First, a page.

60 Film cassettes (2 minutes long, 28 hours total, 8 mm cassettes)
14 Videocassettes (Super-8 video cassettes, 28 hours total)
6 Digital files (Digital videos, 1 hr 20 minutes each, 4 hours total )
97 Cassette tapes (Audiotapes, 147 hours total)
1,785 Pages (Field notes created in the Caribbean, Côte d'Ivore, Egypt, Guinea, Liberia, Mali, Nigeria, and Sierra Leone, that depict African art and the Baga, Fulbe, Nalu, Temne and Mende peoples, among other subjects, and dates from 1967 to 2019., Field notes)
May Mandelbaum Edel (1909-1964) taught anthropology at Brooklyn College and the New School for Social Research, and founded the Anthropology Department at Rutgers University in 1960. She conducted fieldwork in Washington; Oregon; Uganda; and Brownsville, New York. The collection consists of field notes, lecture notes, language notes, manuscripts, books, correspondence, teaching materials, conference files, and personal papers. Included are lecture notes taken from courses with Franz Boas and Ruth Benedict, and extensive field notes for her work with the Okanagan Indians in Washington, the Bachiga (Bakiga) in Uganda, and Jewish families in Brownsville, New York.
Scope and Contents:
The papers of May Mandelbaum Edel document her student and professional career as an anthropologist. The collection consists of field notes, lecture notes, language notes, manuscripts, books, correspondence, teaching materials, conference files, and personal papers. Some of Edel's lecture notes reflect courses taken with Franz Boas and Ruth Benedict. The language notes include vocabulary lists, and are for Bullom, and possibly Salish and Tillamook. There are also extensive field notes for her work with the Okanagan in Washington, the Chiga in Uganda, and Jewish families in Brownsville, New York. Writings include annotated drafts of manuscripts on the Chiga of Uganda as well as an annotated draft of her book The Story of People. Correspondence includes letters from Franz Boas and Ernest B. Kalibala. Also included is correspondence for Abraham Edel regarding Edel's published works and the donation of her papers.
This collection is arranged in 7 series:
Series 1: Research, circa 1930s - circa 1960s;
Series 2: Writings, 1933-1995;
Series 3: Writings By Others circa 1920s-1966;
Series 4: Personal Files, circa 1950s-1967;
Series 5: Student Files, 1928-1935;
Series 6: Correspondence, 1932-1996, undated;
Series 7: Professional Files, 1929-1963;
May Mandelbaum Edel was born on December 1, 1909 in New York. As a student at Barnard College, she took graduate anthropology classes at Columbia University under Franz Boas and Ruth Benedict. She continued her graduate studies at Columbia University and was awarded her Ph.D. in 1940. Her first fieldwork experience was with the Okanagan in 1930, and in the following year she conducted linguistic research among the Tillamook. As a fellow of the National Research Council, she traveled to Western Uganda in 1932 and stayed in the village of Bufuka (with the Bachiga people) where she did ethnographic work. In 1934 she married philosopher Abraham Edel, whom she would later collaborate with on the book Anthropology and Ethics. She taught anthropology at Brooklyn College and at the New School for Social Research, and in 1960, founded the Anthropology Department at Rutgers University. May Mandelbaum Edel passed away on May 23, 1964 at the age of 54.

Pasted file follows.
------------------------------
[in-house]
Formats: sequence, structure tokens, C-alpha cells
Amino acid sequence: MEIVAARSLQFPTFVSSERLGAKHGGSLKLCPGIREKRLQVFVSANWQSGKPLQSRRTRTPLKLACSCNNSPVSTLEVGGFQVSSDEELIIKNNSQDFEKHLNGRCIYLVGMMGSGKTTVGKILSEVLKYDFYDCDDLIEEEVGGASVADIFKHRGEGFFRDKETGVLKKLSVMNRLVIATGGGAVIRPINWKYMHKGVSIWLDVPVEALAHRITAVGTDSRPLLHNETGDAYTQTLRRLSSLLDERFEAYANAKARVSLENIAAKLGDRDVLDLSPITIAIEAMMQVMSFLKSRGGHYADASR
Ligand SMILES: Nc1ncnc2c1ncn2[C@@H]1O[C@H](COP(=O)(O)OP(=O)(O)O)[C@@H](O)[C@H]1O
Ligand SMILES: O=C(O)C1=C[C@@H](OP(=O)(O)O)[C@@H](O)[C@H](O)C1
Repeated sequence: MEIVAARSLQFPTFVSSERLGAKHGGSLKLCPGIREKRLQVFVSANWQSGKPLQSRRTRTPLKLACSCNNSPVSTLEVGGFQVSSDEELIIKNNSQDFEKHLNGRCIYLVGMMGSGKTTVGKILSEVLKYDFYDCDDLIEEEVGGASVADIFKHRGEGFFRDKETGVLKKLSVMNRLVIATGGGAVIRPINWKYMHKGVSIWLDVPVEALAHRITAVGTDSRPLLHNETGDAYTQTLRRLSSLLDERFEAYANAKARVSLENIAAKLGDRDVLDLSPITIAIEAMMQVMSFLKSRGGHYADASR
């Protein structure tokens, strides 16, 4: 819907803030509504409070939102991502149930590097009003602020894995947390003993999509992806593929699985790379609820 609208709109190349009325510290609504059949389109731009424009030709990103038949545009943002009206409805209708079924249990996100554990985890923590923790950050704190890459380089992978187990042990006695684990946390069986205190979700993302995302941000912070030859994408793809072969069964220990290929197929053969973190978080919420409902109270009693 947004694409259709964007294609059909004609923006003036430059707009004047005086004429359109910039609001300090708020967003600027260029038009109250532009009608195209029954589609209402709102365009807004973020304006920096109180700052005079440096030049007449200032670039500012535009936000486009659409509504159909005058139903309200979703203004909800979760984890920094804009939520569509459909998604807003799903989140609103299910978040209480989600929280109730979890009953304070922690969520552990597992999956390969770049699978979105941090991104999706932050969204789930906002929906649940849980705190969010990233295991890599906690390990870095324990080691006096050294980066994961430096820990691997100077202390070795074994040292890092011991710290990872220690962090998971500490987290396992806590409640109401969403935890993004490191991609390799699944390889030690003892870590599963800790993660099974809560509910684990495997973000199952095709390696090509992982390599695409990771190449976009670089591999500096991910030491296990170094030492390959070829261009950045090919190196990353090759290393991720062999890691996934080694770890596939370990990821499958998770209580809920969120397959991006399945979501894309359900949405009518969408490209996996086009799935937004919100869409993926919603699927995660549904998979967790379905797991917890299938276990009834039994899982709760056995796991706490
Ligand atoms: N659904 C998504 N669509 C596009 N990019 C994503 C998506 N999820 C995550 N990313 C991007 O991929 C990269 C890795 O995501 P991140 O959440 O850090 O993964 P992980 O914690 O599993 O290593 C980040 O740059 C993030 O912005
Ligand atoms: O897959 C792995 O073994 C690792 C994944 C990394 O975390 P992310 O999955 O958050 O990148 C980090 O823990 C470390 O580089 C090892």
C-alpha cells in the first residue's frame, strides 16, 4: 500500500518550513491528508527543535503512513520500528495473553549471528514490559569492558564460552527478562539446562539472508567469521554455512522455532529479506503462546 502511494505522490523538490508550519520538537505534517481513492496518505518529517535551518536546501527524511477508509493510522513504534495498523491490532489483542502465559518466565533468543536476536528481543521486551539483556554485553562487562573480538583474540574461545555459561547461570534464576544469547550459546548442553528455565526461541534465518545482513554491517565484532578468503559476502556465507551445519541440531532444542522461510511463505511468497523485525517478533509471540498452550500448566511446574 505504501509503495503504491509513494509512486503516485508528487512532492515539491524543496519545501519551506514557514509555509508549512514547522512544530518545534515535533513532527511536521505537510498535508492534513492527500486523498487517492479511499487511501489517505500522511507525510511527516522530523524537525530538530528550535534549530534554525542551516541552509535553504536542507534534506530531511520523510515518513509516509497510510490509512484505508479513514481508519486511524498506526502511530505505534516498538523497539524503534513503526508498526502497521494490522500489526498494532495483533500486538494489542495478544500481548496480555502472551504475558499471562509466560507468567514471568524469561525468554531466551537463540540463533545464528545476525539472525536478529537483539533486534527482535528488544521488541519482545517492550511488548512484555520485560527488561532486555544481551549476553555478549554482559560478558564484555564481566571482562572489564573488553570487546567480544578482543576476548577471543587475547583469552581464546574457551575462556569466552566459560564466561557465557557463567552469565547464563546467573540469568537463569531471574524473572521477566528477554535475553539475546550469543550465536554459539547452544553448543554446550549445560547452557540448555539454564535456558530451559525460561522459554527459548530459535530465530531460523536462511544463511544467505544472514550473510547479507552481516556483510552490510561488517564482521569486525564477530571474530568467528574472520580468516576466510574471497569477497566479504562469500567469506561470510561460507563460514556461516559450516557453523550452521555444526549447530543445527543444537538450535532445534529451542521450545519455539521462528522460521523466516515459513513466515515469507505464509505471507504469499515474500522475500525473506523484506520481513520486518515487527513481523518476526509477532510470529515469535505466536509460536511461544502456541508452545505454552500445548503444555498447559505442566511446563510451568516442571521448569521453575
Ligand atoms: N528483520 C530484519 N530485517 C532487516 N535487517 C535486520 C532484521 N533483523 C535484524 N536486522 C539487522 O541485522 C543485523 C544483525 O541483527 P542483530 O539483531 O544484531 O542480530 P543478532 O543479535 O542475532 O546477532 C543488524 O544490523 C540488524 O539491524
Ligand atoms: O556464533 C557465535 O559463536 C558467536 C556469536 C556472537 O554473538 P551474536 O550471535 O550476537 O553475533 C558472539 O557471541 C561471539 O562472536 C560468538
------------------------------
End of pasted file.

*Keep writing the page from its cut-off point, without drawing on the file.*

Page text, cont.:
1909 -- Born on December 1 in New York
1929 -- B.A. from Barnard College
1930 -- Field research in Washington among the Okanagan
1931 -- Field research in Oregon among the Tillamook
1932 -- Field research among the Chiga in Uganda
1934 -- Married Abraham Edel
1940 -- Ph.D. in Anthropology from Columbia University
1947 -- Field research among Jewish families in Brownsville, New York
1956 -- Professor, New School for Social Research
1960 -- Founded the Anthropology Department at Rutgers University
1964 -- Died of illness on May 23
The Bullom and Kru materials complement three tape recordings, apparently of these same individuals, and said to have been "collected by Franz Boas," that are deposited in the Archives of Traditional Music at Indiana University.
These papers were donated to the National Anthropological Archives by May Mandelbaum Edel's daughter, Deborah Edel, in 2005.
The May Mandelbaum Edel papers are open for research.